I haven’t heard much buzz about tonight’s ArtHop, which awkwardly falls in a holiday week. But galleries and studios will be open. I have a short roundup about the event in Thursday’s Life section, leading with a new exhibition by Jim Campbell at 1821 Gallery & Studios. From the press materials:
Lost @ Sea is composed of two separate bodies of work. The smaller pieces, mostly 2008-2010, are from a series of paintings that deal with the unsustainable use of fossil fuels as an energy source and its consequences to us and the other living organisms that inhabit our planet. The larger paintings have all been completed this year.
All of these works are concerned with color, (that is, contrasting both pure hues and light and dark values and the interactions between them) as well as form, perspective, and the illusion of three dimensional space.
Campbell attended Fresno State in the early 1970s and describes an affinity towards “hard edge painting as exemplified by Frank Stella, Al Held, Gene Davis, and Kenneth Noland” and draws inspiration from “those artists classified as color field painters such as Morris Louis, Paul Jenkins, Mark Rothko, Clyfford Still, Helen Frankenthaler, and Barnett Newman.” Campbell explains, “I see their canvases as portals…one’s mind can travel to places where problems vanish and creativity and tranquility abound.”
After the jump, a few images from a couple of my other ArtHop picks.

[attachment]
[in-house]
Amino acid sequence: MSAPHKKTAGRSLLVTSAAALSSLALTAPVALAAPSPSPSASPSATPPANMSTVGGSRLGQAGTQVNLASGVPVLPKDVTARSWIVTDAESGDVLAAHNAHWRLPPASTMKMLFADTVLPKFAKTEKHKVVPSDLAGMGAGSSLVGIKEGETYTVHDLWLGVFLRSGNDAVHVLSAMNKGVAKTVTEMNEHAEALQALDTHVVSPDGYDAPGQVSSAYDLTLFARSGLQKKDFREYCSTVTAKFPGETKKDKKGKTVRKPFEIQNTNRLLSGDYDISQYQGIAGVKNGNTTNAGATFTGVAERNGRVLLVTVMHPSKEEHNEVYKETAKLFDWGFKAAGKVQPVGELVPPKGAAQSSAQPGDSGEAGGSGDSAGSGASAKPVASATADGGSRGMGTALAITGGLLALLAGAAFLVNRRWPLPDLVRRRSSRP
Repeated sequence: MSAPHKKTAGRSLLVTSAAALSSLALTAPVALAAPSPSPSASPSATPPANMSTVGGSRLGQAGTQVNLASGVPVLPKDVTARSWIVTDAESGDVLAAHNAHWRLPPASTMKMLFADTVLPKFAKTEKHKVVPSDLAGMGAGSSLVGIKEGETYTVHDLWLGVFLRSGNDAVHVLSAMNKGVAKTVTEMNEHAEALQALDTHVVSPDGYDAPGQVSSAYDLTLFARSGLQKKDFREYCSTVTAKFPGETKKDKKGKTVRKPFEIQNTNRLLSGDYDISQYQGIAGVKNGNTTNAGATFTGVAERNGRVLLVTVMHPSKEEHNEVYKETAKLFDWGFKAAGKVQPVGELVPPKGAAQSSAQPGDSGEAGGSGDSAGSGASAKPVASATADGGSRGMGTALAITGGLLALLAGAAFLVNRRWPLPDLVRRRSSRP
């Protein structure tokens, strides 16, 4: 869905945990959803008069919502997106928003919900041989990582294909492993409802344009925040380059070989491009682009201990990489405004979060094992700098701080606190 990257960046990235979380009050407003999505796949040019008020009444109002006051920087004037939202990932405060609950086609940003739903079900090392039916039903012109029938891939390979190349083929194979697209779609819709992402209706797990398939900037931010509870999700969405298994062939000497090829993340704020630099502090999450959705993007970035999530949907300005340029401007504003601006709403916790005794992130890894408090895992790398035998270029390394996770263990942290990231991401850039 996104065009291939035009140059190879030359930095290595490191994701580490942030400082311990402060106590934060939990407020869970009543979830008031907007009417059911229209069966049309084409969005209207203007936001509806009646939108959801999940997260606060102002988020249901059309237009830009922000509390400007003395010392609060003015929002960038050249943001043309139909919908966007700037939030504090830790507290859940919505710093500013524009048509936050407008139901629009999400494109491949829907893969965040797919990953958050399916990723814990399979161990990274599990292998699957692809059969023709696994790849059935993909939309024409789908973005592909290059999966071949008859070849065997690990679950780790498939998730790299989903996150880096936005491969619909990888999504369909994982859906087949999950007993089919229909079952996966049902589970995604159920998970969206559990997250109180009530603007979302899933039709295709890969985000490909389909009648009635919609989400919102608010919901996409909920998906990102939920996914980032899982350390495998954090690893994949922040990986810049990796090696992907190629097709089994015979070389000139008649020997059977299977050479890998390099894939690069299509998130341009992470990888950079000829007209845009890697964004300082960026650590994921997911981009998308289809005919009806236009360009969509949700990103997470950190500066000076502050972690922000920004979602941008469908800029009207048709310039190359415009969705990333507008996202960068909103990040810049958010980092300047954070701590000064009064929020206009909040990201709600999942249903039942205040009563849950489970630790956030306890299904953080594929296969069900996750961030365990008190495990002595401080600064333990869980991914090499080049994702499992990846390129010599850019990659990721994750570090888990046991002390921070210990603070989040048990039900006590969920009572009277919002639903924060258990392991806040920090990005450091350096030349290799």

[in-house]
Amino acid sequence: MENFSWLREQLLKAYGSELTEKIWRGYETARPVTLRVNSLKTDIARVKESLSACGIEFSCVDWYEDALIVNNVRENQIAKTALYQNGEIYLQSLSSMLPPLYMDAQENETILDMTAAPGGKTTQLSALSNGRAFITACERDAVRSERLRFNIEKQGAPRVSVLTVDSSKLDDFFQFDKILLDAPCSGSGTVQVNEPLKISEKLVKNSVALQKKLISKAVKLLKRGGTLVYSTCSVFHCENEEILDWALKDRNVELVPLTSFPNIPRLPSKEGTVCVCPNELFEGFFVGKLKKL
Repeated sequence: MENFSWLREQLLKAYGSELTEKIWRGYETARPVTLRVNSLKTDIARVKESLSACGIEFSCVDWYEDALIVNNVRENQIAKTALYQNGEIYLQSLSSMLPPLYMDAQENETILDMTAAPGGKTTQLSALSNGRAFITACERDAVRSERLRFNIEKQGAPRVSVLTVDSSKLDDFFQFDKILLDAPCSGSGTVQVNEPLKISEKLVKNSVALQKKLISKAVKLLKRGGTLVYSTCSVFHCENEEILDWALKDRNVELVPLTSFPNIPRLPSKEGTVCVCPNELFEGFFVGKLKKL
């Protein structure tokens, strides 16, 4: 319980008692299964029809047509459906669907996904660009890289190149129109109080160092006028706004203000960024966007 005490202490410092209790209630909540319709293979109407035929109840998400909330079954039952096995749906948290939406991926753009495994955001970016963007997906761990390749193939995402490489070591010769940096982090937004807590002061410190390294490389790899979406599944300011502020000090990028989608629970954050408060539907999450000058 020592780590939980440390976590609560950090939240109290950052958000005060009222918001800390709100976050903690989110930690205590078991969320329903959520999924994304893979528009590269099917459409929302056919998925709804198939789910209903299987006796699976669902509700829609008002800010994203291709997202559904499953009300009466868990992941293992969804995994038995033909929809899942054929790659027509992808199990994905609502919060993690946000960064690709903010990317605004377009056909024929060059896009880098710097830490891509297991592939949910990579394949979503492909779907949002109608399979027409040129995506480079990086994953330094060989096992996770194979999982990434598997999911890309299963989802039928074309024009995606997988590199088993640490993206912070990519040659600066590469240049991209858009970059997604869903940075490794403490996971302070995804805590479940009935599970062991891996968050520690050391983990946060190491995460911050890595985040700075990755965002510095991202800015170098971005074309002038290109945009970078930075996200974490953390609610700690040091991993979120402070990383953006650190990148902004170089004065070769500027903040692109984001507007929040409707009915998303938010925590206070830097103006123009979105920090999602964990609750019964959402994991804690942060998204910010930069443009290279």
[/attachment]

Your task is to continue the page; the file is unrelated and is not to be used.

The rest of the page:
The Downtown Community Arts Collective is featuring two photographers with interesting work.
From the gallery:
Wilkie Kingston Kwok was born in Hong Kong, studied art and graphic design, and is a self-taught photographer. Doing freelance photography for eight years now, he is proprietor of Wilkie Kwok Photography. He mainly focuses on artistic fashion, editorial, documentary, and portrait photography. He has worked with numerous local talent including many stylists, hairdressers, makeup artists, and models. Wilkie Kingston Kwok was also a nominee at the 5th Annual International Black & White Spider Awards in the Category of Portrait.
From the gallery:
Jonathan Ayala calls his work Digital Surrealism. Each piece is created using several layers of digital photography, blending them together to produce a “seamless” final product. Using mainly black and gray, Jonathan trys to bring a different mood and feeling to the pieces; a sense of fantasy and mystery. The only color used in these images is red, which the artist says represents life and inspiration, tying all the pieces together.
Where are you planning to go for ArtHop tonight?